Five years ago, Corin Cadence’s brother entered the Serpent Spire — a colossal tower with ever-shifting rooms, traps, and monsters. Those who survive the spire’s trials return home with an attunement: a mark granting the bearer magical powers. According to legend, those few who reach the top of the tower will be granted a boon by the spire’s goddess.
He never returned.
Now, it’s Corin’s turn. He’s headed to the top floor, on a mission to meet the goddess.
If he can survive the trials, Corin will earn an attunement, but that won’t be sufficient to survive the dangers on the upper levels. For that, he’s going to need training, allies, and a lot of ingenuity.
The journey won’t be easy, but Corin won’t stop until he gets his brother back.
I was a little bit hesitant to get this book as I’m not really a fan of LitRPG’s and this book sounded like it borrowed quite a bit from the genre, but since I was hearing about it from so many different people I figured that I would have to at least give it a chance. It’s only been a few hours since I finished the audiobook and I’m already kicking myself for not reading it sooner while at the same time trying to figure out exactly what the hell I just listened to. Sufficiently Advanced Magic by Andrew Rowe is one of the weirdest and most ridiculous books I’ve read and I absolutely loved it.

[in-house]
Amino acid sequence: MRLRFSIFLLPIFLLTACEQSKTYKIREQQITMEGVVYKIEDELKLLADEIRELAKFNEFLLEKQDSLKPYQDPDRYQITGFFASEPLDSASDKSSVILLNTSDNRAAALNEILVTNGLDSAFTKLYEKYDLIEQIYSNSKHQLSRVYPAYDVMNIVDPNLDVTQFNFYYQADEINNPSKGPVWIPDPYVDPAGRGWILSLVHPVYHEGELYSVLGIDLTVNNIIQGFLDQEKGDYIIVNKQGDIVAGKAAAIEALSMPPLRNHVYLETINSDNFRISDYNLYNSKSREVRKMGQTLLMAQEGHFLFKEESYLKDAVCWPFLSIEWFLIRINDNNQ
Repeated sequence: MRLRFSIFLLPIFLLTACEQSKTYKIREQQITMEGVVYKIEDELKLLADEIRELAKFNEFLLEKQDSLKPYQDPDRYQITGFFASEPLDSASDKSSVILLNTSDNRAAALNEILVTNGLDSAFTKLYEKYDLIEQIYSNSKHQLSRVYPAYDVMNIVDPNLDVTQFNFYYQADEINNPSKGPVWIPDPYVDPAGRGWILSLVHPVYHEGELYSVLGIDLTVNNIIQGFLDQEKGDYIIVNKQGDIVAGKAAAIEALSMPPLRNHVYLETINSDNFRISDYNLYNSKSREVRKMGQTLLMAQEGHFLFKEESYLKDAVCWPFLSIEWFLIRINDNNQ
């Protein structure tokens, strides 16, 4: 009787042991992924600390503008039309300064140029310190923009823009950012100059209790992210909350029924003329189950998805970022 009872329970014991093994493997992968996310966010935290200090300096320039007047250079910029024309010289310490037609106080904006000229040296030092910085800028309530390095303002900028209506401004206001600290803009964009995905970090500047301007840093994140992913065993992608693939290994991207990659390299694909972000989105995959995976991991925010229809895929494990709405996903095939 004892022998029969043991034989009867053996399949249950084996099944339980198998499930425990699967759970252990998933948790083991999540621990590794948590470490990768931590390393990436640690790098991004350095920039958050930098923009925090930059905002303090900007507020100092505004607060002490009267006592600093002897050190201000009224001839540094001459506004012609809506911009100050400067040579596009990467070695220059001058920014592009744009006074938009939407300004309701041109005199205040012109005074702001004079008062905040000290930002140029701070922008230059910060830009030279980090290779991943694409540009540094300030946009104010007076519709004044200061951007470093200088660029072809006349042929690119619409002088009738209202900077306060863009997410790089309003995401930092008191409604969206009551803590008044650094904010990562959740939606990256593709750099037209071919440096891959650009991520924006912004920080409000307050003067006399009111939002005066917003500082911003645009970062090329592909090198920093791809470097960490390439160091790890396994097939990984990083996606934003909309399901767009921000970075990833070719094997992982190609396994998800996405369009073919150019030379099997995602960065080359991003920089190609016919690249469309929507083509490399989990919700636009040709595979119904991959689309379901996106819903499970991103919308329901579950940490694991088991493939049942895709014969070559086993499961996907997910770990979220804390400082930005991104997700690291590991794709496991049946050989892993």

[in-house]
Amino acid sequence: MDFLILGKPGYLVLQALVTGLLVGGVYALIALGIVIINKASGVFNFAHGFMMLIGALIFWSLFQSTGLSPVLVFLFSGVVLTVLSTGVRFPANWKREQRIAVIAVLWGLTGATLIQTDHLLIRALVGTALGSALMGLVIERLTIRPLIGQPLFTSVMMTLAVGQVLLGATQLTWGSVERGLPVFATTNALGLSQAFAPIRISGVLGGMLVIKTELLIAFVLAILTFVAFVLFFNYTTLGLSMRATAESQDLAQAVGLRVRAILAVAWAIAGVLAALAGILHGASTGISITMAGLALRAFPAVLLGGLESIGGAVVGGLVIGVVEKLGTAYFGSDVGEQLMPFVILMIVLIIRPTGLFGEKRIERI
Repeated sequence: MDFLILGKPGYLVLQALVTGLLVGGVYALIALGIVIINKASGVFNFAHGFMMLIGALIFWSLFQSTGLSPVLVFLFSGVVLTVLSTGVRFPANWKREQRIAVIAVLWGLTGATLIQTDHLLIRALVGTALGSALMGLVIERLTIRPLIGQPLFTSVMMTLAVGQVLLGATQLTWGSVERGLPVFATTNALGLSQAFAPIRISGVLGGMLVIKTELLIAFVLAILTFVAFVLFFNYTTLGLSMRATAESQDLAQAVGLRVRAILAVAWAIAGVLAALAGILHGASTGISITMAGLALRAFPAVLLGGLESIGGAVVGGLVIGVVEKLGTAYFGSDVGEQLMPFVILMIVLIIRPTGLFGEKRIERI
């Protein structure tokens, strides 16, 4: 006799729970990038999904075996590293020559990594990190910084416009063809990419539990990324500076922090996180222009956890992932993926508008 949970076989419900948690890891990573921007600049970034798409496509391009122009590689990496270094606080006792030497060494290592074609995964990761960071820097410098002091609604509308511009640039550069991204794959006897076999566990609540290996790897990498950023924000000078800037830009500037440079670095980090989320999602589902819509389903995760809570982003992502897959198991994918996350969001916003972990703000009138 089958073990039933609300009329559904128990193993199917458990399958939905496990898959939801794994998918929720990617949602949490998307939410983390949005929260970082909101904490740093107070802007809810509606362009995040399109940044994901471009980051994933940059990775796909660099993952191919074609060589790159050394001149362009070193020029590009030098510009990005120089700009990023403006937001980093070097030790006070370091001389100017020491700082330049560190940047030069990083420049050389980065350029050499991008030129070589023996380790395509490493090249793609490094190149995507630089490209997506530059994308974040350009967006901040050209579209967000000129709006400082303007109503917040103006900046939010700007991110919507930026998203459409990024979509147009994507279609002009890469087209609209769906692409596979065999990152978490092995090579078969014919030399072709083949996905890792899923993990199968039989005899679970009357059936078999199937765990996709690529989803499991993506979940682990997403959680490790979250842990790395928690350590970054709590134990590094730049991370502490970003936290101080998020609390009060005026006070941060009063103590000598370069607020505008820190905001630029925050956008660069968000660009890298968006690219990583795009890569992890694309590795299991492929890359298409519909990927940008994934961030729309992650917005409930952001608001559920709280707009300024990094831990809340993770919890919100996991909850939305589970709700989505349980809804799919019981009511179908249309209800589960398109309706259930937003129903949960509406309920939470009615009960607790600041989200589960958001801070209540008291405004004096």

I was barely 20 minutes into the audiobook before I knew that I was hooked and I started texting a friend to tell them all about the weird shit that was already going on and exactly what I thought of it. I’m honestly not sure exactly sure where I was going to start with this review because there is so much going on in this book that it’s surprisingly hard to decide what to talk about. It really feels like Andrew Rowe took all the best parts of the dungeon crawler style of video games and combined it all with the rules from every RPG campaign setting there is and somehow turned it into an amazing book. I’m honestly a little surprised by how well everything worked so well together because looking back at it all it really shouldn’t have.
Normally this is where I’d talk about what characters I liked or what parts of the plot I thought really stood out but it’s just too difficult to do this time around. As ridiculous as I thought the story and characters were I enjoyed them all. My only real complaint would be that the attunement and magic system seemed a bit inconsistent at times and wasn’t very well explained most of the time and how the parts that were explained were done so in excruciating detail multiple times in the book.
Happily, the one or two things I disliked about the book really didn’t take away from the story all that much and I fully expect things to be cleared up and explained more as the series progresses. I will definitely be recommending this book to everyone I know and I’m already trying to figure out what I’m going to do for the next year while I wait for the sequel.